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Science. 2001 Feb 9;291(5506):1036-9.

Recolonizing carnivores and naïve prey: conservation lessons from Pleistocene extinctions.

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  • 1Program in Ecology, Evolution, and Conservation Biology, University of Nevada, Reno, NV 89512, USA. berger@unr.edu

Abstract

The current extinction of many of Earth's large terrestrial carnivores has left some extant prey species lacking knowledge about contemporary predators, a situation roughly parallel to that 10,000 to 50,000 years ago, when naive animals first encountered colonizing human hunters. Along present-day carnivore recolonization fronts, brown (also called grizzly) bears killed predator-naive adult moose at disproportionately high rates in Scandinavia, and moose mothers who lost juveniles to recolonizing wolves in North America's Yellowstone region developed hypersensitivity to wolf howls. Although prey that had been unfamiliar with dangerous predators for as few as 50 to 130 years were highly vulnerable to initial encounters, behavioral adjustments to reduce predation transpired within a single generation. The fact that at least one prey species quickly learns to be wary of restored carnivores should negate fears about localized prey extinction.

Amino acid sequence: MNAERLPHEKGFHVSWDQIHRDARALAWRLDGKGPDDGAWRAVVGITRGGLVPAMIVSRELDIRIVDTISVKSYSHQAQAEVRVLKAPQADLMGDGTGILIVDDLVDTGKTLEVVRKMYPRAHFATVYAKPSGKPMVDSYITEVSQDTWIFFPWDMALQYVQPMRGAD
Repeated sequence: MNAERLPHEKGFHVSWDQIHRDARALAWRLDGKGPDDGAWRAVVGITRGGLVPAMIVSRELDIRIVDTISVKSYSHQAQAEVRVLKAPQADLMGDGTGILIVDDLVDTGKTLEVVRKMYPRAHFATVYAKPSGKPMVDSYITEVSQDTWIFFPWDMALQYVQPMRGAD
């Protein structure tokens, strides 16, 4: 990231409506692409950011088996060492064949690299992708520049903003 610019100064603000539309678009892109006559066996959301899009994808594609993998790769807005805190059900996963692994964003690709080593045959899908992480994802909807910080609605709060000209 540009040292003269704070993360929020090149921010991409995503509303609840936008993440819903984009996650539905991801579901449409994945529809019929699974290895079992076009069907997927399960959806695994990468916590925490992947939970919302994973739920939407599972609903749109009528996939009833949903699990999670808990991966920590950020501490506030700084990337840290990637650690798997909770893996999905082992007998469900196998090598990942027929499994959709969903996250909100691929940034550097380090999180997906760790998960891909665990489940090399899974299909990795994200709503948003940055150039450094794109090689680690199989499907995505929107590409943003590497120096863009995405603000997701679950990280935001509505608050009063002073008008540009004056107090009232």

PMID:
11161215
DOI:
10.1126/science.1056466
[PubMed - indexed for MEDLINE]
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